The Beginning of a Roles Based Authorization System for Perl

Today I was talking with a friend about the stuff we are doing at work and I mentioned to him how I was planning on doing the authorization. Since I had only thought about it at that point I didn’t even know if my idea was valid Perl syntax, let alone a feasible idea. But enough with the backstory, how about some real information.

Let’s assume that we have a webpage that lets you read user data and write user data. Theoretically we have already logged the user in, so we know who they are talking to, and we have a simple database model of the roles the user is authorized for. That’s no fun but it’s pretty easy. Three tables: one for the user, one join table from user to roles, and one that lists roles. So if we wanted to limit a sub to a user with role ‘read_user’ and ‘write_user’ we could do this:

sub read_user {
  my $self = shift;
  if ($self->user->has_role('read_user') and $self->user->has_role('read_user')) {
    # display user data somehow
  } else {
    # display some form of error
  }
}

That’s really a fine way to do it. It works. It’s how most things work. But it would be no fun to have to write that for essentially every page on a site. That’s a drag!

Perl has this thing call attributes; which is basically a way to tag functions. At first I thought, “Hey, we’ll just tag a function with it’s roles and have validation work based on that. So our previous thing would look like this:

sub read_user : role_read_user role_write_user {
  my $self = shift;
  # display user data somehow
}

That would be great! But how on earth would you do something like that? I started off looking at the source to AutoRunmode which basically gave me this idea in the first place. There is some very deep magic in there, so I decided to keep looking. The source to AutoRunmode references Attribute::Handlers, originally by Damian Conway (author of numerous Perl books) which allows me to at least do something when someone includes a handler. That’s a start. So I looked at how to use Attribute::Handlers and after seeing what was possible I decided it would be easier and more clear to change my goal to this:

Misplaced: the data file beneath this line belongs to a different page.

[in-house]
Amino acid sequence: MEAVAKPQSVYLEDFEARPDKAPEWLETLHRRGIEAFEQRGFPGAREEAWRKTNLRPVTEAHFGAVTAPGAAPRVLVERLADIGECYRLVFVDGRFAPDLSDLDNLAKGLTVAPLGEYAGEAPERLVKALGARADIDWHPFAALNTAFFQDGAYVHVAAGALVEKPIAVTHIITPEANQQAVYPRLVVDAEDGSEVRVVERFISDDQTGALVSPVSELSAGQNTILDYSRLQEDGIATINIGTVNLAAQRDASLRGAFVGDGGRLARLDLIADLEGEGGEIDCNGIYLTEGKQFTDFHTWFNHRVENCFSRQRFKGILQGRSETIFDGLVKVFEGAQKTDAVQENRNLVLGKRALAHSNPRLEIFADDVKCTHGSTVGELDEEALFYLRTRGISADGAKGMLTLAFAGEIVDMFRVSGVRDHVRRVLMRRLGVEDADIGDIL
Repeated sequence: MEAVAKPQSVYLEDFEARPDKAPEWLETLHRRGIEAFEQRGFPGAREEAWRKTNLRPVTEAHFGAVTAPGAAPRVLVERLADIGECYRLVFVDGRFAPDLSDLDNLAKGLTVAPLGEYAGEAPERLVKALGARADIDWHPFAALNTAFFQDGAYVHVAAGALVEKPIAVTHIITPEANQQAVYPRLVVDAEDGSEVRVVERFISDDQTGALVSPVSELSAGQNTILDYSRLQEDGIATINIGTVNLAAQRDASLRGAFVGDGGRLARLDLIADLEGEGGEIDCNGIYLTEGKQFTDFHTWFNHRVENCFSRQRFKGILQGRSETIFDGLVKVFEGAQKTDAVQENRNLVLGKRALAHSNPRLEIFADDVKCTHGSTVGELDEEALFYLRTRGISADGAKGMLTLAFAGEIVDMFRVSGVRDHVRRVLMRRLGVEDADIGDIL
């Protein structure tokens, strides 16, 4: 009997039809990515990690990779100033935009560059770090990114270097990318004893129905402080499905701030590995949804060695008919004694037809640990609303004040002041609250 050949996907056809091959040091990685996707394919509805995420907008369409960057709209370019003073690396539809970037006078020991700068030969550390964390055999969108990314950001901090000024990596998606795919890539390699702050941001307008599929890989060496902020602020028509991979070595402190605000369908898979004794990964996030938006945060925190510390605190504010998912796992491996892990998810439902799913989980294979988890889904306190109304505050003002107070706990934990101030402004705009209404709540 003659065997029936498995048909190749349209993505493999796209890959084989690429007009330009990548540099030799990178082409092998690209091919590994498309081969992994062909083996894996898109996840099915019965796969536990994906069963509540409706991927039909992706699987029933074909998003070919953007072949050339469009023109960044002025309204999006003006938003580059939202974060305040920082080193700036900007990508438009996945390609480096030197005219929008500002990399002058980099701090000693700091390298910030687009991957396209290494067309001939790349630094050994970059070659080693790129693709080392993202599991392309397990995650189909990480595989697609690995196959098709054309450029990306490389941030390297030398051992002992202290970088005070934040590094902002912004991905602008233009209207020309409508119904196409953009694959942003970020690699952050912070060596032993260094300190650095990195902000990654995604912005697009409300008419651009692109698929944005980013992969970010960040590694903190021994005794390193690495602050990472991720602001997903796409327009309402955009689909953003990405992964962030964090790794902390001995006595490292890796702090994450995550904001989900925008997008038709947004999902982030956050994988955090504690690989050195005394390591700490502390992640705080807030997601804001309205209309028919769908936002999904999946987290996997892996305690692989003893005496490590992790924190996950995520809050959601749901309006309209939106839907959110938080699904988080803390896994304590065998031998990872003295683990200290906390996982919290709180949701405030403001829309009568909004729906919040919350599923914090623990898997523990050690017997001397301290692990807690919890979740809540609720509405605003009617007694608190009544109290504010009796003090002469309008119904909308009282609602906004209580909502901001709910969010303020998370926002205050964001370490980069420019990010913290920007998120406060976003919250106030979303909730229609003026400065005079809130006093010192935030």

sub read_user : Authorize(qw/role_read_user role_write_user/) {
  my $self = shift;
  # display user data somehow
}

That way if I use the Attribute::Handlers system I write a single function that gets a list of roles (amongst other things.) Then came the hard part. How can you change a function in Perl? Well, it turns out that changing a method is Kinda Hard, but

Dave Rolsky Stevan Little made Moose, which makes it totally easy!

So this is the final mockup of how I plan on doing it:

package MyClass;
use feature ':5.10';
use Attribute::Handlers;
use Moose;

sub Authorize : ATTR(CODE) {
   my ($class, $globref, $referent, $attr, $data, $phase, $filename, $linenum) = @_;

   # deep magic that gets the name of the function
   my ($function) = ${$globref} =~ /::([^:]+)$/;

   $class->meta->add_before_method_modifier ($function => sub {
         foreach (@{$data}) {
            $class->validate($_);
         }
      });

   return;

}

sub read_user : Authorize(qw/user_read user_write/) {
   my $self = shift;
   say "reading personal files!";
}

sub validate {
   my $self = shift;
   my $role = shift;
   say "validating $role for ".$self->user;
}

sub user {
   my $self = shift;
   return 'frew';
}

Debolaz from #perl helped out a lot with this one. The only major thing left is some way to check all functions with the attribute ‘Runmode’ and ensure that they also have the Authorize attribute with at least one thing in there. That way we can’t accidentally forget to authorize people. I don’t think that will be very hard, but even if we can’t do it, this is still great.

The only thing I am worried about is whether I can use Moose in a CGI::App class. Probably, but we’ll see.

Hurray for Perl!

Posted Fri, Feb 13, 2009